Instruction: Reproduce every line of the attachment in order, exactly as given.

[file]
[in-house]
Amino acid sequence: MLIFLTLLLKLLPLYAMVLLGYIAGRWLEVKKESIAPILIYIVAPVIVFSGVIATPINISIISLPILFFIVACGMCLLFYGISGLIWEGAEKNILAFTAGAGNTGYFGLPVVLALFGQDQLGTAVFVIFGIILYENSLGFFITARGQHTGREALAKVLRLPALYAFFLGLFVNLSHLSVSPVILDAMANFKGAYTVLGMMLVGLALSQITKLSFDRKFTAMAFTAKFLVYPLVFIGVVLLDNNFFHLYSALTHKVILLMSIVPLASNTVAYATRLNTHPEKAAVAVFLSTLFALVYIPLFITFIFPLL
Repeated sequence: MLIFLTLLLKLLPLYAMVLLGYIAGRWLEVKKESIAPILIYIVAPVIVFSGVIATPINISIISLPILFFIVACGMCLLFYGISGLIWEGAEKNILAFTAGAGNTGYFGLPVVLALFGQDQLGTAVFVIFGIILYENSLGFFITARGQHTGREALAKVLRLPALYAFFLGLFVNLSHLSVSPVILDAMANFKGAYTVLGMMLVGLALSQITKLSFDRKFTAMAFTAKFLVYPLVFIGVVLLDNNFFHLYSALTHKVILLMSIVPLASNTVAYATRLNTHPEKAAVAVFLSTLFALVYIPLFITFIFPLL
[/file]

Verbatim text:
[in-house]
Amino acid sequence: MLIFLTLLLKLLPLYAMVLLGYIAGRWLEVKKESIAPILIYIVAPVIVFSGVIATPINISIISLPILFFIVACGMCLLFYGISGLIWEGAEKNILAFTAGAGNTGYFGLPVVLALFGQDQLGTAVFVIFGIILYENSLGFFITARGQHTGREALAKVLRLPALYAFFLGLFVNLSHLSVSPVILDAMANFKGAYTVLGMMLVGLALSQITKLSFDRKFTAMAFTAKFLVYPLVFIGVVLLDNNFFHLYSALTHKVILLMSIVPLASNTVAYATRLNTHPEKAAVAVFLSTLFALVYIPLFITFIFPLL
Repeated sequence: MLIFLTLLLKLLPLYAMVLLGYIAGRWLEVKKESIAPILIYIVAPVIVFSGVIATPINISIISLPILFFIVACGMCLLFYGISGLIWEGAEKNILAFTAGAGNTGYFGLPVVLALFGQDQLGTAVFVIFGIILYENSLGFFITARGQHTGREALAKVLRLPALYAFFLGLFVNLSHLSVSPVILDAMANFKGAYTVLGMMLVGLALSQITKLSFDRKFTAMAFTAKFLVYPLVFIGVVLLDNNFFHLYSALTHKVILLMSIVPLASNTVAYATRLNTHPEKAAVAVFLSTLFALVYIPLFITFIFPLL